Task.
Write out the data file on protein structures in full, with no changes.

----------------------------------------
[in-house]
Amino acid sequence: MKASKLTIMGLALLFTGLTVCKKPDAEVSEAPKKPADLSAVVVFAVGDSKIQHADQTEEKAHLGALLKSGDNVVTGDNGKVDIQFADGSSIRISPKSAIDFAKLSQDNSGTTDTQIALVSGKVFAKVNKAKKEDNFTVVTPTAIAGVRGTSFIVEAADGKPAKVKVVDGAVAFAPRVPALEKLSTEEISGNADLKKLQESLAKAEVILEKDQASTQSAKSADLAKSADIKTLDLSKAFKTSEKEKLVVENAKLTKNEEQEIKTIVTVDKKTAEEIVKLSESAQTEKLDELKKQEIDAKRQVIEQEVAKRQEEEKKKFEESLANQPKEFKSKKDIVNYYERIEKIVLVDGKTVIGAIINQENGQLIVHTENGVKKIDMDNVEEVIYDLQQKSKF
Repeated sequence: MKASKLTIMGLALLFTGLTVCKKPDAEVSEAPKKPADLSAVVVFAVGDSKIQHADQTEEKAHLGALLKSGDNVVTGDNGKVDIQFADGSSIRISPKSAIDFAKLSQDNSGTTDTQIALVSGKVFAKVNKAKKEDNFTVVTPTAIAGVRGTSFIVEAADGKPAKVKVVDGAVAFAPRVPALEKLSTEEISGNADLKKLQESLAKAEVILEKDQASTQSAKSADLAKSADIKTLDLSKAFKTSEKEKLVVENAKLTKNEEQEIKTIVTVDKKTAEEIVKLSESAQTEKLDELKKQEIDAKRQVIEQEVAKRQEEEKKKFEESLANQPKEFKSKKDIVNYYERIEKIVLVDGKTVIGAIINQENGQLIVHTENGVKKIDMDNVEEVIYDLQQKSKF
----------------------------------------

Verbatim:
[in-house]
Amino acid sequence: MKASKLTIMGLALLFTGLTVCKKPDAEVSEAPKKPADLSAVVVFAVGDSKIQHADQTEEKAHLGALLKSGDNVVTGDNGKVDIQFADGSSIRISPKSAIDFAKLSQDNSGTTDTQIALVSGKVFAKVNKAKKEDNFTVVTPTAIAGVRGTSFIVEAADGKPAKVKVVDGAVAFAPRVPALEKLSTEEISGNADLKKLQESLAKAEVILEKDQASTQSAKSADLAKSADIKTLDLSKAFKTSEKEKLVVENAKLTKNEEQEIKTIVTVDKKTAEEIVKLSESAQTEKLDELKKQEIDAKRQVIEQEVAKRQEEEKKKFEESLANQPKEFKSKKDIVNYYERIEKIVLVDGKTVIGAIINQENGQLIVHTENGVKKIDMDNVEEVIYDLQQKSKF
Repeated sequence: MKASKLTIMGLALLFTGLTVCKKPDAEVSEAPKKPADLSAVVVFAVGDSKIQHADQTEEKAHLGALLKSGDNVVTGDNGKVDIQFADGSSIRISPKSAIDFAKLSQDNSGTTDTQIALVSGKVFAKVNKAKKEDNFTVVTPTAIAGVRGTSFIVEAADGKPAKVKVVDGAVAFAPRVPALEKLSTEEISGNADLKKLQESLAKAEVILEKDQASTQSAKSADLAKSADIKTLDLSKAFKTSEKEKLVVENAKLTKNEEQEIKTIVTVDKKTAEEIVKLSESAQTEKLDELKKQEIDAKRQVIEQEVAKRQEEEKKKFEESLANQPKEFKSKKDIVNYYERIEKIVLVDGKTVIGAIINQENGQLIVHTENGVKKIDMDNVEEVIYDLQQKSKF